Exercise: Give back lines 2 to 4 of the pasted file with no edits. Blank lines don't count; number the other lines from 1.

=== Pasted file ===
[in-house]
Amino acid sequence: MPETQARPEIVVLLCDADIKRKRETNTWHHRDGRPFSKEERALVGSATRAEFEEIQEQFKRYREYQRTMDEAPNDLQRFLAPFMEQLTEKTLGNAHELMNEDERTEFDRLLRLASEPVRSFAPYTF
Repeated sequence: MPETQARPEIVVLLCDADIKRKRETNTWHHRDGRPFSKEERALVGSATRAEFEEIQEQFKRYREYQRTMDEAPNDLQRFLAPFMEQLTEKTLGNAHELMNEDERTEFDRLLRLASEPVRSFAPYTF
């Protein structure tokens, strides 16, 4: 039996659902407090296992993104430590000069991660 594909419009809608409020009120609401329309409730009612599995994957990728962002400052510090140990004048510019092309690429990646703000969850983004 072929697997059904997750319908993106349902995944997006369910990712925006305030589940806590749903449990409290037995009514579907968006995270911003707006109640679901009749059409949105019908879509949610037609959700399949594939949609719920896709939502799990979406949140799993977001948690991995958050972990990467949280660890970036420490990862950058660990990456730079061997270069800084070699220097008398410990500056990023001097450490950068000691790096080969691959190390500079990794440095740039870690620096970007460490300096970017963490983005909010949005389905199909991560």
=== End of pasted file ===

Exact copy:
Amino acid sequence: MPETQARPEIVVLLCDADIKRKRETNTWHHRDGRPFSKEERALVGSATRAEFEEIQEQFKRYREYQRTMDEAPNDLQRFLAPFMEQLTEKTLGNAHELMNEDERTEFDRLLRLASEPVRSFAPYTF
Repeated sequence: MPETQARPEIVVLLCDADIKRKRETNTWHHRDGRPFSKEERALVGSATRAEFEEIQEQFKRYREYQRTMDEAPNDLQRFLAPFMEQLTEKTLGNAHELMNEDERTEFDRLLRLASEPVRSFAPYTF
């Protein structure tokens, strides 16, 4: 039996659902407090296992993104430590000069991660 594909419009809608409020009120609401329309409730009612599995994957990728962002400052510090140990004048510019092309690429990646703000969850983004 072929697997059904997750319908993106349902995944997006369910990712925006305030589940806590749903449990409290037995009514579907968006995270911003707006109640679901009749059409949105019908879509949610037609959700399949594939949609719920896709939502799990979406949140799993977001948690991995958050972990990467949280660890970036420490990862950058660990990456730079061997270069800084070699220097008398410990500056990023001097450490950068000691790096080969691959190390500079990794440095740039870690620096970007460490300096970017963490983005909010949005389905199909991560």